Human Papillomavirus (HPV) is the main risk factor for cervical cancers and is associated with close to 36% of oropharyngeal cancers. There is increasing evidence that oral HPV transmission is related to sexual behavior but to our knowledge studies that involve women who have sex with women have not been performed. We examined the prevalence of oral HPV according to sexual behavior among a population-based sample of 118 women and have made some inferences of possible predictors of oral HPV infection. Women were categorized as heterosexual (history of vaginal sex and/or oral sex with males only, n = 75), bisexual (history of vaginal sex and oral sex with females, n = 32) and other (no history of vaginal sex but oral sex with females [homosexuals], virgins and women with incomplete sexual exposure data, n = 11) The prevalence of oral HPV infection was 12/118 (10.2%) for the overall study population and was not significantly different between heterosexual and bisexual women (10.7% (8/75) vs. 12.5% (4/32), p = 0.784). There was no oral HPV detected among homosexual women, virgins or among women where sexual exposure was unknown. Never smokers were more likely to be oral HPV+ compared to former smokers (Adjusted Odds Ratio (Adj OR) = 0.1, 95% CI, 0.0–1.1) and there was no difference in risk between never smokers and current smokers (Adj OR = 0.7, 95% CI, 0.1–4.6). Twenty-five percent (3/12) of oral HPV+ women had a history of HPV and/or genital warts compared to 9% (10/106) of oral HPV-women (p = 0.104). For the women with a history of vaginal sex (n = 110), oral HPV status was statistically significantly different according to oral sex exposure (p = 0.039). A higher proportion of oral HPV-positive women reported that they had no history of oral sex exposure compared to oral HPV-negative women (4/12, 33% vs. 7/98, 8%). The prevalence of cervical HPV infection did not vary between heterosexuals and bisexuals (35.7% (25/70) vs. 35.5% (11/31), p-value 0.411) and for all other women the cervical HPV prevalence was significantly lower (11.1%, 1/9). Our study suggests that smoking and sexual behavior involving males rather than female partners may be possible predictors of oral HPV infection in women. Further studies with larger sample size are needed to confirm these findings.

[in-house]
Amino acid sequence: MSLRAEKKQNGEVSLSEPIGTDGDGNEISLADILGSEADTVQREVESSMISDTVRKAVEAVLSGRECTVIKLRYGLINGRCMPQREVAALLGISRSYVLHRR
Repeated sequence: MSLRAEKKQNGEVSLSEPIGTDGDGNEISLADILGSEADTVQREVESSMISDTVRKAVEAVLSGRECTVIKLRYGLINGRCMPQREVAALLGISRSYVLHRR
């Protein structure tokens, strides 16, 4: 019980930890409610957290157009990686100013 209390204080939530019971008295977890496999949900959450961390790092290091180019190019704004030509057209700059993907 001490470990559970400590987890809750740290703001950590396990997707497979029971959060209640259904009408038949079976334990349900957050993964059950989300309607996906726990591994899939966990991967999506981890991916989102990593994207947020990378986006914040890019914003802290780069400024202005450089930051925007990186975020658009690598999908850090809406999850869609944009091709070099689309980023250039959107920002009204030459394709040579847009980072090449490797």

sexual behavior; HPV; oral; cervical
Background. Few studies have assessed genital human papillomavirus (HPV) concordance and factors associated with concordance among asymptomatic heterosexual couples.
Methods. Genotyping for HPV was conducted with male and female sex partners aged 18–70 years from Tampa, Florida. Eligibility included no history of HPV-associated disease. Type-specific positive concordance (partners with ≥1 genotype in common) and negative concordance (neither partner had HPV) were assessed for 88 couples. Factors associated with concordance were assessed with Fisher exact tests and tests for trend.
Results. Couples reported engaging in sexual intercourse for a median of 1.7 years (range, 0.1–49 years), and 75% reported being in the same monogamous relationship for the past 6 months. Almost 1 in 4 couples had type-specific positive concordance, and 35% had negative concordance for all types tested, for a total concordance of 59%. Concordance was not associated with monogamy. Type-specific positive concordance was associated with an increasing difference in partners’ lifetime number of sex partners and inversely associated with an increasing difference in age. Negative concordance was inversely associated with both the couple's sum of lifetime number of sex partners and the difference in the partners’ lifetime number of sex partners.